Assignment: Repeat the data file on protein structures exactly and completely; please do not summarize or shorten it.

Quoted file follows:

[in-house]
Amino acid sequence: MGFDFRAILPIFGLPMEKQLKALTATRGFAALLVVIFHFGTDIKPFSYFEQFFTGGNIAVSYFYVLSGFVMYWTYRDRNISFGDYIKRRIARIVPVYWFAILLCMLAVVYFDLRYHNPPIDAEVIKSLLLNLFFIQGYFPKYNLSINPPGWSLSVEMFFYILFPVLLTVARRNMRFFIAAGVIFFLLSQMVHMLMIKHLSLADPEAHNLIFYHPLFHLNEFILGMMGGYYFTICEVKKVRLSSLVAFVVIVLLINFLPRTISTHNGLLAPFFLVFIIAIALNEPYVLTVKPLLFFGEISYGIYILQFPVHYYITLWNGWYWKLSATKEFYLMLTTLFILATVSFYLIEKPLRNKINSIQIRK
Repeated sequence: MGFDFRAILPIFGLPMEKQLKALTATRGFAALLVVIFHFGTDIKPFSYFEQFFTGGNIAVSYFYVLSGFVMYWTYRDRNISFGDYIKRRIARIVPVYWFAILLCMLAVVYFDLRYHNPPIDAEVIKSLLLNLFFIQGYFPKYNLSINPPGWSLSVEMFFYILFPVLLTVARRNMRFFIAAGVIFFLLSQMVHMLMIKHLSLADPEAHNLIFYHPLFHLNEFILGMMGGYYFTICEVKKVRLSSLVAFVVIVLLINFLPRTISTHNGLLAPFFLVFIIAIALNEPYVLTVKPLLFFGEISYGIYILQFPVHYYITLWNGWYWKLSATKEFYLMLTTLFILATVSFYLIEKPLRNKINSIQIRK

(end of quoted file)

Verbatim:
[in-house]
Amino acid sequence: MGFDFRAILPIFGLPMEKQLKALTATRGFAALLVVIFHFGTDIKPFSYFEQFFTGGNIAVSYFYVLSGFVMYWTYRDRNISFGDYIKRRIARIVPVYWFAILLCMLAVVYFDLRYHNPPIDAEVIKSLLLNLFFIQGYFPKYNLSINPPGWSLSVEMFFYILFPVLLTVARRNMRFFIAAGVIFFLLSQMVHMLMIKHLSLADPEAHNLIFYHPLFHLNEFILGMMGGYYFTICEVKKVRLSSLVAFVVIVLLINFLPRTISTHNGLLAPFFLVFIIAIALNEPYVLTVKPLLFFGEISYGIYILQFPVHYYITLWNGWYWKLSATKEFYLMLTTLFILATVSFYLIEKPLRNKINSIQIRK
Repeated sequence: MGFDFRAILPIFGLPMEKQLKALTATRGFAALLVVIFHFGTDIKPFSYFEQFFTGGNIAVSYFYVLSGFVMYWTYRDRNISFGDYIKRRIARIVPVYWFAILLCMLAVVYFDLRYHNPPIDAEVIKSLLLNLFFIQGYFPKYNLSINPPGWSLSVEMFFYILFPVLLTVARRNMRFFIAAGVIFFLLSQMVHMLMIKHLSLADPEAHNLIFYHPLFHLNEFILGMMGGYYFTICEVKKVRLSSLVAFVVIVLLINFLPRTISTHNGLLAPFFLVFIIAIALNEPYVLTVKPLLFFGEISYGIYILQFPVHYYITLWNGWYWKLSATKEFYLMLTTLFILATVSFYLIEKPLRNKINSIQIRK